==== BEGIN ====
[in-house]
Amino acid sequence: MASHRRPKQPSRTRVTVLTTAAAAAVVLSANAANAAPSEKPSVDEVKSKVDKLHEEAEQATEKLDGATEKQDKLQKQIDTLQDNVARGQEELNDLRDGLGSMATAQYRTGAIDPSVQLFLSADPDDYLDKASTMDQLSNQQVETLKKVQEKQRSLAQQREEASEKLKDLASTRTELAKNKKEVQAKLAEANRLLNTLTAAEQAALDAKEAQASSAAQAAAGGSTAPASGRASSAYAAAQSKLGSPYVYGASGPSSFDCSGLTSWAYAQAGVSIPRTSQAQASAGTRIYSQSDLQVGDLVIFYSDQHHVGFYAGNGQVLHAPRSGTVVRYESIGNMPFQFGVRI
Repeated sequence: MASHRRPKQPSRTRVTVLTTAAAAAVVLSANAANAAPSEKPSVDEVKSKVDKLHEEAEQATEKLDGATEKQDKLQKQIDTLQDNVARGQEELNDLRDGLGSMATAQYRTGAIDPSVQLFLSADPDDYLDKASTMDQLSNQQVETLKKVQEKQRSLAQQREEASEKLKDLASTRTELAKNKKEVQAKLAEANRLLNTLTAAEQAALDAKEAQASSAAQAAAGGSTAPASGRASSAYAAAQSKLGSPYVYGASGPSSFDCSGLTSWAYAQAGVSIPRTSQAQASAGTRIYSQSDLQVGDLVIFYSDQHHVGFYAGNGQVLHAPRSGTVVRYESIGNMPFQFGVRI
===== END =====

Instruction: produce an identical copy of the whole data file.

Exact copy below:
[in-house]
Amino acid sequence: MASHRRPKQPSRTRVTVLTTAAAAAVVLSANAANAAPSEKPSVDEVKSKVDKLHEEAEQATEKLDGATEKQDKLQKQIDTLQDNVARGQEELNDLRDGLGSMATAQYRTGAIDPSVQLFLSADPDDYLDKASTMDQLSNQQVETLKKVQEKQRSLAQQREEASEKLKDLASTRTELAKNKKEVQAKLAEANRLLNTLTAAEQAALDAKEAQASSAAQAAAGGSTAPASGRASSAYAAAQSKLGSPYVYGASGPSSFDCSGLTSWAYAQAGVSIPRTSQAQASAGTRIYSQSDLQVGDLVIFYSDQHHVGFYAGNGQVLHAPRSGTVVRYESIGNMPFQFGVRI
Repeated sequence: MASHRRPKQPSRTRVTVLTTAAAAAVVLSANAANAAPSEKPSVDEVKSKVDKLHEEAEQATEKLDGATEKQDKLQKQIDTLQDNVARGQEELNDLRDGLGSMATAQYRTGAIDPSVQLFLSADPDDYLDKASTMDQLSNQQVETLKKVQEKQRSLAQQREEASEKLKDLASTRTELAKNKKEVQAKLAEANRLLNTLTAAEQAALDAKEAQASSAAQAAAGGSTAPASGRASSAYAAAQSKLGSPYVYGASGPSSFDCSGLTSWAYAQAGVSIPRTSQAQASAGTRIYSQSDLQVGDLVIFYSDQHHVGFYAGNGQVLHAPRSGTVVRYESIGNMPFQFGVRI